Released in 1983, the Family Computer (whose official nick-name was the Famicom) was the first console released by Nintendo of Japan. The launch titles for the console were Donkey Kong, Donkey Kong Jr. and Popeye which were ports of earlier Nintendo arcade games.
The first Famicom games all bore a standardized cartridge design, referred to most commonly as “pulse line carts”. Famicom carts where not exclusively produced by Nintendo (like North American cartridges) and therefore varied greatly in color, size, and design as each manufacturer was able to create the casing as they wished provided it still fit into the Famicom’s cartridge slot.
The Family Computer used a top loading style of cart insertion and is much smaller than the North American NES. The size difference, despite containing essentially the same hardware, was due to the American FCC’s strict regulations on RF shielding in electronic devices. The Famicom has no RF shielding within it’s case at all, and smaller because if this. The NES also used ZIF (zero insertion force) in it’s cartridge loading mechanism to align the console more closely with a VCR and to distance itself from the glut of top loading consoles from the late seventies/early eighties, many of which never survived the video game crash of 1984.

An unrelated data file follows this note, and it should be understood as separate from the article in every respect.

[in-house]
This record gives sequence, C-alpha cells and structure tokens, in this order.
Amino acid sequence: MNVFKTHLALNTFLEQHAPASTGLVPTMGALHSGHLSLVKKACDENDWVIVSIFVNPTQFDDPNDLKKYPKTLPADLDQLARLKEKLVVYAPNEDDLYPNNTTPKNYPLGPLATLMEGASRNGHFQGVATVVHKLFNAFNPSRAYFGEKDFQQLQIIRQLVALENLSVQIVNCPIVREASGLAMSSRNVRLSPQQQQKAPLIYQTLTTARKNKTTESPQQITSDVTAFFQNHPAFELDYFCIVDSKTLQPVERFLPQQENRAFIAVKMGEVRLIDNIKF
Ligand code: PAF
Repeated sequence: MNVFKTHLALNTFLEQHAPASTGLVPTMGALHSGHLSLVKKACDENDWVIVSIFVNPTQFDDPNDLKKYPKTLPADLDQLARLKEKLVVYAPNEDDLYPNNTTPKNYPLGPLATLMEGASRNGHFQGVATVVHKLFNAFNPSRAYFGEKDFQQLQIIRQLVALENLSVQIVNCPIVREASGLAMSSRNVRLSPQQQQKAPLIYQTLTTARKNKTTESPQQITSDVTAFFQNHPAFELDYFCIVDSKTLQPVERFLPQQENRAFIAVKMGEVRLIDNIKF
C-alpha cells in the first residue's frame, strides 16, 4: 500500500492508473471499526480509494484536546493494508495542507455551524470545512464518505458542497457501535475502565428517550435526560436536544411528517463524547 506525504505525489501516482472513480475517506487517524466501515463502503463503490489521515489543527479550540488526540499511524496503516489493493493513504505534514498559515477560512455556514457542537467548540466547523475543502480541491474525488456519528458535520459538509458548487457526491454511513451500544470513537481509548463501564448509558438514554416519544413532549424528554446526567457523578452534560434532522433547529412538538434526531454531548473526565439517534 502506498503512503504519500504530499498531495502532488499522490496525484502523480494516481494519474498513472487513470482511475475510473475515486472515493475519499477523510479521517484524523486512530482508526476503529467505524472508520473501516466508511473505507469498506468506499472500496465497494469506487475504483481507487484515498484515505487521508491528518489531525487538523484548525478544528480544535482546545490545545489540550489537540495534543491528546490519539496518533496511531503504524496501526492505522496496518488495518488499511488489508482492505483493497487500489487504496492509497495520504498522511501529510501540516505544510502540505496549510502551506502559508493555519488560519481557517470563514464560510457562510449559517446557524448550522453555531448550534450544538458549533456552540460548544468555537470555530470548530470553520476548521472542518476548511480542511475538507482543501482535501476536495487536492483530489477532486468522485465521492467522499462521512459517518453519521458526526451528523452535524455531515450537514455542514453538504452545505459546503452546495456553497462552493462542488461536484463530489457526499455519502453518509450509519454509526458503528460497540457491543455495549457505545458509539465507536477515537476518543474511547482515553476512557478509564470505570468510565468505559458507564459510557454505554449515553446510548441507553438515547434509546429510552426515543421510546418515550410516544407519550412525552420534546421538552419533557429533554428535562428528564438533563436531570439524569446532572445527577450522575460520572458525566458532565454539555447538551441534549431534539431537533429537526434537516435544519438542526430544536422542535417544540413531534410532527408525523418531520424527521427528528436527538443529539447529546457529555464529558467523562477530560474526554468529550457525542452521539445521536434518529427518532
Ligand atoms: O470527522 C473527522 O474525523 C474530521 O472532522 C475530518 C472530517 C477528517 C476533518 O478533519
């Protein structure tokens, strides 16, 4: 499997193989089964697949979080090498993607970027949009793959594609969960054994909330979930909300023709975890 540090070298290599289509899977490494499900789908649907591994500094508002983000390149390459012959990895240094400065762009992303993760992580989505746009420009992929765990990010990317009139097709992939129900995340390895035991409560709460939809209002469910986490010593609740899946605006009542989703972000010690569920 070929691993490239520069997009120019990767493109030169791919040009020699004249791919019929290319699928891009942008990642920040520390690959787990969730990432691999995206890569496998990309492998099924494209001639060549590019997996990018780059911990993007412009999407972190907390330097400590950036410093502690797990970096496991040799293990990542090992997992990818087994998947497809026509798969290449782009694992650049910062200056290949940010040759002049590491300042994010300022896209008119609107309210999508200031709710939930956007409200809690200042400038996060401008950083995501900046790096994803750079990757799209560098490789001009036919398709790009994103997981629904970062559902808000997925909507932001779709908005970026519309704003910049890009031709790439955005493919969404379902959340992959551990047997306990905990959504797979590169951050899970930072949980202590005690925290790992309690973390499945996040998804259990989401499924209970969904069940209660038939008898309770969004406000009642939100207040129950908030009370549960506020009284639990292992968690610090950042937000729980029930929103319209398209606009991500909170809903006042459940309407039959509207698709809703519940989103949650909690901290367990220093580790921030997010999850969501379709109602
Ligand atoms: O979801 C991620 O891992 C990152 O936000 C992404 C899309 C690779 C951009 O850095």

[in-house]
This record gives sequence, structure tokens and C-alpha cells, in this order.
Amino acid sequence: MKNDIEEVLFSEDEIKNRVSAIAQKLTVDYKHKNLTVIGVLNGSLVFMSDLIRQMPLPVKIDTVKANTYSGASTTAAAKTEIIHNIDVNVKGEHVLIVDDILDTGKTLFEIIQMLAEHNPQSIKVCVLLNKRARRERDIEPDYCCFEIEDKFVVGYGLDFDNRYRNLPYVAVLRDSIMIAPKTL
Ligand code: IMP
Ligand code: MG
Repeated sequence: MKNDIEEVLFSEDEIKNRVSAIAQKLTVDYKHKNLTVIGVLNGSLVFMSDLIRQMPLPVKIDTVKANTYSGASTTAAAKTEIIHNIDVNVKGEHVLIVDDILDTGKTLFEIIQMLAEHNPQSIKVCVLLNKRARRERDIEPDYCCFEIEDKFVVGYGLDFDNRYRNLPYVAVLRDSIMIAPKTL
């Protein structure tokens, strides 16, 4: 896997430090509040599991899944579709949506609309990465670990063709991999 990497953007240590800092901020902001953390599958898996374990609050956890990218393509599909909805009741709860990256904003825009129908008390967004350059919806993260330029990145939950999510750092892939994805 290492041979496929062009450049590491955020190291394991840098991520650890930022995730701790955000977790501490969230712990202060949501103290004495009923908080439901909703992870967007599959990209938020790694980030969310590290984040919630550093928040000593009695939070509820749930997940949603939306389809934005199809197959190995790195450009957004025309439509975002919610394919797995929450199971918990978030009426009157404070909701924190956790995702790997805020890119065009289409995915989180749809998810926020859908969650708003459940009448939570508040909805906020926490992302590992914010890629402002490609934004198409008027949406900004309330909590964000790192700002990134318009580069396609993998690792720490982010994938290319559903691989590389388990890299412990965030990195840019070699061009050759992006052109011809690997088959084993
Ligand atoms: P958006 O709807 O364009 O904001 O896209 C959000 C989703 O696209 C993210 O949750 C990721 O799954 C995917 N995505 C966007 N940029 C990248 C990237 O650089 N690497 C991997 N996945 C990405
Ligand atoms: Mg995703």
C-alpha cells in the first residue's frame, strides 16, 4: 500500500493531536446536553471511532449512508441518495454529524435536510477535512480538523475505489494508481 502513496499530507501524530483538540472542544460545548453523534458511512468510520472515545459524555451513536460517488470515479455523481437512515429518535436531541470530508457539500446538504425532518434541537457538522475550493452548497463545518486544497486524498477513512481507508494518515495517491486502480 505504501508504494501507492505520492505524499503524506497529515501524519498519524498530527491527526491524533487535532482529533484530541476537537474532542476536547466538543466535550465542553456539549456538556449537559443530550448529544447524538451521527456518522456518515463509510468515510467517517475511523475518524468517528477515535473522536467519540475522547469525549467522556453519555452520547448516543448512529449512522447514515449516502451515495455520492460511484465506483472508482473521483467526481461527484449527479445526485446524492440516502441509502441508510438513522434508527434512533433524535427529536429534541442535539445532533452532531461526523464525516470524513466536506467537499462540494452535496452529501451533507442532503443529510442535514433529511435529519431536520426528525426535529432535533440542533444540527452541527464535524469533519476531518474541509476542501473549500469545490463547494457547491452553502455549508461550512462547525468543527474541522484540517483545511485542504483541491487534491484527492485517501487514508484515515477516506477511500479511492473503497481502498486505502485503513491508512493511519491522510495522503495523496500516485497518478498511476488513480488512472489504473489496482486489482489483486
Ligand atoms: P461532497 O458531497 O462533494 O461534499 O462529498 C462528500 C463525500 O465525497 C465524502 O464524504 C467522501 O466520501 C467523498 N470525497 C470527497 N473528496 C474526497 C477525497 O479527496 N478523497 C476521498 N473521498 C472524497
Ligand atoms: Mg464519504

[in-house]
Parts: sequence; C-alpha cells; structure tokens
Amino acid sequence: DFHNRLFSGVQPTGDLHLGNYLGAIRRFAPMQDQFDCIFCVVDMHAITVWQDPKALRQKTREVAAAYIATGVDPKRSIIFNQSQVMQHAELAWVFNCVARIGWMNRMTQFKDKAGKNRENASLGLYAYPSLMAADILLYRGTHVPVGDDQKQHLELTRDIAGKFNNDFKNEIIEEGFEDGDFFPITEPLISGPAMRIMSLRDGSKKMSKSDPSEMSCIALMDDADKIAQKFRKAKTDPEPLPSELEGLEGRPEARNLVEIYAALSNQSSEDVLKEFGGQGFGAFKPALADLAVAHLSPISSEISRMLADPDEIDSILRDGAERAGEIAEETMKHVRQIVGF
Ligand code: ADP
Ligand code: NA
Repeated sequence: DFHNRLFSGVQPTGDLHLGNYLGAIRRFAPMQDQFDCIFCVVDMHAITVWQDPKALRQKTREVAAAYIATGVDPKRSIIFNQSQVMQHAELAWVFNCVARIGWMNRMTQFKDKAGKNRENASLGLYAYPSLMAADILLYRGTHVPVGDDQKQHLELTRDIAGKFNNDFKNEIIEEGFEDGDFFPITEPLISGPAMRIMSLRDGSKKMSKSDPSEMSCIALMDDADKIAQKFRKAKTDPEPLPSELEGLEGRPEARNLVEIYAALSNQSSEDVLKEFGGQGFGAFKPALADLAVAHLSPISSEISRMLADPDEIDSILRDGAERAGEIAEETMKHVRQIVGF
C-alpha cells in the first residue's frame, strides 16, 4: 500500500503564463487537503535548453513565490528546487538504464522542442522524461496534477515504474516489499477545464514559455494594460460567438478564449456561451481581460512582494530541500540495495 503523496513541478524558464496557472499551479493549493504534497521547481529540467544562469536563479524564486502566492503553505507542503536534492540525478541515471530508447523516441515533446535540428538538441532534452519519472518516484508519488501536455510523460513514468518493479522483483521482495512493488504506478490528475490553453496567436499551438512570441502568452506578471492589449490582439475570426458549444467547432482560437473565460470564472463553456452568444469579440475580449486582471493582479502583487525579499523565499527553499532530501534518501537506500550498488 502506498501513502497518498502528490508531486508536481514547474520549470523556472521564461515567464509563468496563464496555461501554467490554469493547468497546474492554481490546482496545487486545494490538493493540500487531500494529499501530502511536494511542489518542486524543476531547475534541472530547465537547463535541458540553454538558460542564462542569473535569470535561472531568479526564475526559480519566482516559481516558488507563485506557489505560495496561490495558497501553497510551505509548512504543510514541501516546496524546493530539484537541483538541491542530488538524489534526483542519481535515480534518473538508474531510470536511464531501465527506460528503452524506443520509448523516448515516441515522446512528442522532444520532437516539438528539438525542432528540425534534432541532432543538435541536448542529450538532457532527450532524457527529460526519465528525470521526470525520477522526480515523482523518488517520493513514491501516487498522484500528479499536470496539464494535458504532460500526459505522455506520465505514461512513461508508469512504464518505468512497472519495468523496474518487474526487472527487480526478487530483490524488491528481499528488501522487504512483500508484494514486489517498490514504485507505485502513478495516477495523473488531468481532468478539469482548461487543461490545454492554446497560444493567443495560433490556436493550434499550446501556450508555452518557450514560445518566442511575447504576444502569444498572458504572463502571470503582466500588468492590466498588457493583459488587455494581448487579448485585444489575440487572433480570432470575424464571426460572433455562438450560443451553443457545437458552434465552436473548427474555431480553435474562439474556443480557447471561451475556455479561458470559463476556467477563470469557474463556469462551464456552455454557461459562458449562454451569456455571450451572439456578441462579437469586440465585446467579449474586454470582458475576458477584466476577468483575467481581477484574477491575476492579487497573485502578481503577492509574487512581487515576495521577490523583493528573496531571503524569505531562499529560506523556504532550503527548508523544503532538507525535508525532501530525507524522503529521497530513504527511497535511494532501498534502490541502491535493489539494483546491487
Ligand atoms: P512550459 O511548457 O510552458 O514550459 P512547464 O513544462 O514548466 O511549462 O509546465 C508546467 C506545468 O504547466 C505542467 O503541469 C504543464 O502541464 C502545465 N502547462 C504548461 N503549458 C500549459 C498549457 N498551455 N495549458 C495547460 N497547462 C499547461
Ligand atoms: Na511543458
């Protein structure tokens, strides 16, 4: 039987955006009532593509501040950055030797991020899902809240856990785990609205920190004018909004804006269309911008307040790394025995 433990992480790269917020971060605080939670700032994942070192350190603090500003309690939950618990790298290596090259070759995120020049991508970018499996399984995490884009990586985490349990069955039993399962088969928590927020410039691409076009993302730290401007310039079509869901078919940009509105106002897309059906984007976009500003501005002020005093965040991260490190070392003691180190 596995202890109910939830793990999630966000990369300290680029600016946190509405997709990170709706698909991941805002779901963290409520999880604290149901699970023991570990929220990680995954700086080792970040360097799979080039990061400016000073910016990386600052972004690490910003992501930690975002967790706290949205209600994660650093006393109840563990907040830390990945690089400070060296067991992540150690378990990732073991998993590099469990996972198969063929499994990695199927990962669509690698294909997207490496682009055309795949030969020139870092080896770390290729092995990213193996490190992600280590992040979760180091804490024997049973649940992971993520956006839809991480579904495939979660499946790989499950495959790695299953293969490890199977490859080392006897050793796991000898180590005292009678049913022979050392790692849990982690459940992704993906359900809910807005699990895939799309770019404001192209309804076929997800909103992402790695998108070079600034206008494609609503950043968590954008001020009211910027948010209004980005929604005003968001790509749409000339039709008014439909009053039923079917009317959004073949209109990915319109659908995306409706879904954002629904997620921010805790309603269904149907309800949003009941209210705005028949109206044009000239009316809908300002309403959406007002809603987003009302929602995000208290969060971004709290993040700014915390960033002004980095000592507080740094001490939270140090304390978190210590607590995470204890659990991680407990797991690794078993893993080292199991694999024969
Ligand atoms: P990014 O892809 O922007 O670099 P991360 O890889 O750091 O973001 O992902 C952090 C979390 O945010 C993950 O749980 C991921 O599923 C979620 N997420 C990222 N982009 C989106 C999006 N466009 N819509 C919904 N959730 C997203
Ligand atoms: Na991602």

Also unique to the Famicom where hardwired controllers. Unlike the NES, the Famicom’s controllers could not be removed and exchanged as they were wired directly to the mother board. There was however, an expansion port located at the front of the Famicom which served as a peripheral input for the light gun and various third party controllers such as track balls and arcade sticks. Of the two controllers hardwired to the Famicom, only the first player’s had a start and select button. The second controller instead contained a microphone was used in a few titles, most notable among them being both the original Famicom Disk System version of The Legend of Zelda and the later cartridge re-release.
The Famicom featured numerous peripherals that never made it out of Japan including 3D glasses hardware, a keyboard attachment/basic programming cartridge system, and a disk drive attachment called the Famicom Disk System which allowed games to be played from small disks that closely resembled 3.5″ floppies. All of these peripherals are examples of first-party hardware; developed, marketed, and sold by Nintendo themselves.
The Famicom was fully supported by Nintendo until 2003, at which time Nintendo ceased repairing the console because certain chips required for the mother board had ceased production by third party vendors. Although the console was supported by Nintendo for 20 years, the last commercially Famicom game, Takahashi Meijin no Bōken Jima IV (Adventure Island 4), was released in June 1994.